|Watch a movie||NINU (Not Important, Not Urgent)||(none)|
At a glance, it may appear as if all the tasks on your list are equally urgent and important. But with only a few minutes of your time, the differences quickly become clear when you know how to identify your priorities, then organize and execute around them.Deciding what is most important is a skill you develop with mindful practice. Since each of us has our own unique set of duties, goals, and responsibilities, there is no one formula that works for everybody. To prioritize effectively, you must first understand your own roles and dreams.
- What are your job duties?
- What commitments do you have to family or community?
- What are your personal and professional long-term aspirations?
- How are you moving toward them?
Once you know these things, you will find it easier to define your priorities and schedule your time to make better use of it. Spend a few minutes contemplating these questions before you proceed.
We spend time in one of four ways, as seen in this matrix below.
90 percent of most people’s time is spent in Quadrant 1, the Urgent and Important, while the remaining 10 percent is spent “vegging out” in Not Urgent and Not Important Quadrant IV. Some people spend all their time in Quadrant III under the illusion that they are dealing with important Quadrant I matters, but they’re really just wasting time. Quadrants III and IV may contain either entertaining or seemingly important tasks.
Effective people stay out of Quadrants III and IV because, urgent or not, they aren’t important.” If you have problems prioritizing, it’s a good bet that you will find most of your daily activities can be put into these quadrants.
The secret to good time management and effective prioritization is simple: make sure you spend most of your time in Quadrant II. Quadrant II deals with things that are important but not urgent, such as relationship-building and investing time in planning the future. You not only get all your tasks completed, but you also build a strong foundation for the future by putting your time where it will reap benefits instead of going to waste.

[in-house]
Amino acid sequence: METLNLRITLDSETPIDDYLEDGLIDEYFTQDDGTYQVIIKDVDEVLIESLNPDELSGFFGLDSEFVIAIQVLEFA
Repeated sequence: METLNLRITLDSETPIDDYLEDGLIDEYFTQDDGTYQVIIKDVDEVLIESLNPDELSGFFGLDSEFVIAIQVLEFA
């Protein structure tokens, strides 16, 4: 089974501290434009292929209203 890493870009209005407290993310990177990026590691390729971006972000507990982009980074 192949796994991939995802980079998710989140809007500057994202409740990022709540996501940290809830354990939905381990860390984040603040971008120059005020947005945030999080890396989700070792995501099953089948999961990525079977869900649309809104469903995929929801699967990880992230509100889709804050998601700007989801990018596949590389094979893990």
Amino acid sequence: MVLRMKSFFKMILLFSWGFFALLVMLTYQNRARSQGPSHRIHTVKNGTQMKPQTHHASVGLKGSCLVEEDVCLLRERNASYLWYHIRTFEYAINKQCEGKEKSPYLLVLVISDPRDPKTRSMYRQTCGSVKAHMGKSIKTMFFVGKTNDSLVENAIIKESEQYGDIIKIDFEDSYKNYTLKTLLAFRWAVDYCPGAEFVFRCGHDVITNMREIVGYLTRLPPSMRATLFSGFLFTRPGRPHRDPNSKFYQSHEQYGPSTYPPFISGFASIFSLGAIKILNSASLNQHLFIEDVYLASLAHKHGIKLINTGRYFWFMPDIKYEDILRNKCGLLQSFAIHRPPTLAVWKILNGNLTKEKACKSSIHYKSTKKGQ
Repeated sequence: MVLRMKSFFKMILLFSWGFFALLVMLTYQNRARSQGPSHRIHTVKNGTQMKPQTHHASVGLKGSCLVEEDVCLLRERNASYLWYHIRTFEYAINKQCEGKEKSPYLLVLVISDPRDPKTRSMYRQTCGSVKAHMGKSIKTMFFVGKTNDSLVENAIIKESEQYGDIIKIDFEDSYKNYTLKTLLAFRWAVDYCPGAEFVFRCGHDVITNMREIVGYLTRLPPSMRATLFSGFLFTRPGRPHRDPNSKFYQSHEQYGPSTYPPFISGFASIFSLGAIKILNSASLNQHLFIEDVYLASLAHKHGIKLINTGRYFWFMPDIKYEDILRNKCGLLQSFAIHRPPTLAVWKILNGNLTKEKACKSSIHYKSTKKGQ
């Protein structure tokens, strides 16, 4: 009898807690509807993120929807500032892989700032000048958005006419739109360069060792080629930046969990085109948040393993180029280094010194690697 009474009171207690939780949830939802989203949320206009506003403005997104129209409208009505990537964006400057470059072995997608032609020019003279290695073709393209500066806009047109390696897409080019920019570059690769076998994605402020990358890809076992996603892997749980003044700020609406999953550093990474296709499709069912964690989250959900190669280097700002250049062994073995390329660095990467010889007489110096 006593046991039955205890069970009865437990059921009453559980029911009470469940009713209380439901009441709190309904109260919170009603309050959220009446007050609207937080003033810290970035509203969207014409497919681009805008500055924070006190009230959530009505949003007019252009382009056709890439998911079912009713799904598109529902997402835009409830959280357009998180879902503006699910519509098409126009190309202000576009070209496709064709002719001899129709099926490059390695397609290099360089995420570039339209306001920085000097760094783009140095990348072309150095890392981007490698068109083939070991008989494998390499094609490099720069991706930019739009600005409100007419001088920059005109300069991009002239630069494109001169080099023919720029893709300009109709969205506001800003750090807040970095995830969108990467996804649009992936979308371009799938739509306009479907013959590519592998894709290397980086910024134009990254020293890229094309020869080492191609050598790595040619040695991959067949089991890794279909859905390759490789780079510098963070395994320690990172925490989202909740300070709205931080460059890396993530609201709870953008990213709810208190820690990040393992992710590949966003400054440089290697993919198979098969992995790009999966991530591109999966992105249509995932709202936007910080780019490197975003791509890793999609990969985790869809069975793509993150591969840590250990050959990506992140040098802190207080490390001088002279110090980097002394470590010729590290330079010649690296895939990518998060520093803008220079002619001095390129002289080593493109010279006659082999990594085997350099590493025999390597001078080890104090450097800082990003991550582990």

If you live in Quadrant II, “Your effectiveness would increase dramatically. Your crises and problems would shrink to manageable proportions because you would be thinking ahead, working on the roots.”
To become more productive immediately, try spending a few moments every morning evaluating your priorities. Write each of your daily tasks in the planner using the marker. The things that count, the things that are your priorities, will show up repeatedly over the course of the planner. Try to identify which category you spend the majority of your time in (it may surprise you) and you’ll have a clear picture of what’s most important to you. Then, all you have to do is get in the habit of evaluating each task with the category in mind. Prioritizing is about choosing what to do and what not to do. No matter what your goals and pressures are, remember that your time is under your control. Once you get comfortable evaluating the usefulness of your tasks—planned or unplanned—you will see an immediate increase in your productivity, your success, and your energy in all areas of your life.
- Inspired by Steven R. Covey